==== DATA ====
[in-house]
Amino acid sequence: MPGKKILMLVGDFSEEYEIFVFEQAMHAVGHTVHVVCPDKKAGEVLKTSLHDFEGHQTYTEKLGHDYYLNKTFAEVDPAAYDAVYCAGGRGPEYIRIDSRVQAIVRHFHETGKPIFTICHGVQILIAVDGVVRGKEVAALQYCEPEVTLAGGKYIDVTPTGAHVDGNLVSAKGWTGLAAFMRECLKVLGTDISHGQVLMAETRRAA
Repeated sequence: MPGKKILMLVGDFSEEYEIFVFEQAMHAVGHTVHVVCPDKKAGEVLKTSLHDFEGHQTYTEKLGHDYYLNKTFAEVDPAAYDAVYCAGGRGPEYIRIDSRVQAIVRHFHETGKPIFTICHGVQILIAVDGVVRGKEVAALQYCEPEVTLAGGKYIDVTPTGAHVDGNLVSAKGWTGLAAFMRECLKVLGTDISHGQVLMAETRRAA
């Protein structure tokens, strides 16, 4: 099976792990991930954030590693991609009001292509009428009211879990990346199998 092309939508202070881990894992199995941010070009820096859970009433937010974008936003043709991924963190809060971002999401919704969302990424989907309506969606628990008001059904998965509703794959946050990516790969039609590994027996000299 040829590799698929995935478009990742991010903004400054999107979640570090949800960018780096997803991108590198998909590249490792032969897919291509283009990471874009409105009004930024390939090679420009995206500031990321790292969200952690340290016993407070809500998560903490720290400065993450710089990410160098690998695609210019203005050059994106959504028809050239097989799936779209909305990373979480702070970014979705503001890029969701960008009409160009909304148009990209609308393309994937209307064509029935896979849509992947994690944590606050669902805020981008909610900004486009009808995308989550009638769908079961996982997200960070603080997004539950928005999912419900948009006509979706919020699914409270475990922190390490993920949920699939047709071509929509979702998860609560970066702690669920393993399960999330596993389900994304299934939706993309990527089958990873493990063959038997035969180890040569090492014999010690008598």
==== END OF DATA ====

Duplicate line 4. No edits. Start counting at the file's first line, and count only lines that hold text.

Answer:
């Protein structure tokens, strides 16, 4: 099976792990991930954030590693991609009001292509009428009211879990990346199998 092309939508202070881990894992199995941010070009820096859970009433937010974008936003043709991924963190809060971002999401919704969302990424989907309506969606628990008001059904998965509703794959946050990516790969039609590994027996000299 040829590799698929995935478009990742991010903004400054999107979640570090949800960018780096997803991108590198998909590249490792032969897919291509283009990471874009409105009004930024390939090679420009995206500031990321790292969200952690340290016993407070809500998560903490720290400065993450710089990410160098690998695609210019203005050059994106959504028809050239097989799936779209909305990373979480702070970014979705503001890029969701960008009409160009909304148009990209609308393309994937209307064509029935896979849509992947994690944590606050669902805020981008909610900004486009009808995308989550009638769908079961996982997200960070603080997004539950928005999912419900948009006509979706919020699914409270475990922190390490993920949920699939047709071509929509979702998860609560970066702690669920393993399960999330596993389900994304299934939706993309990527089958990873493990063959038997035969180890040569090492014999010690008598």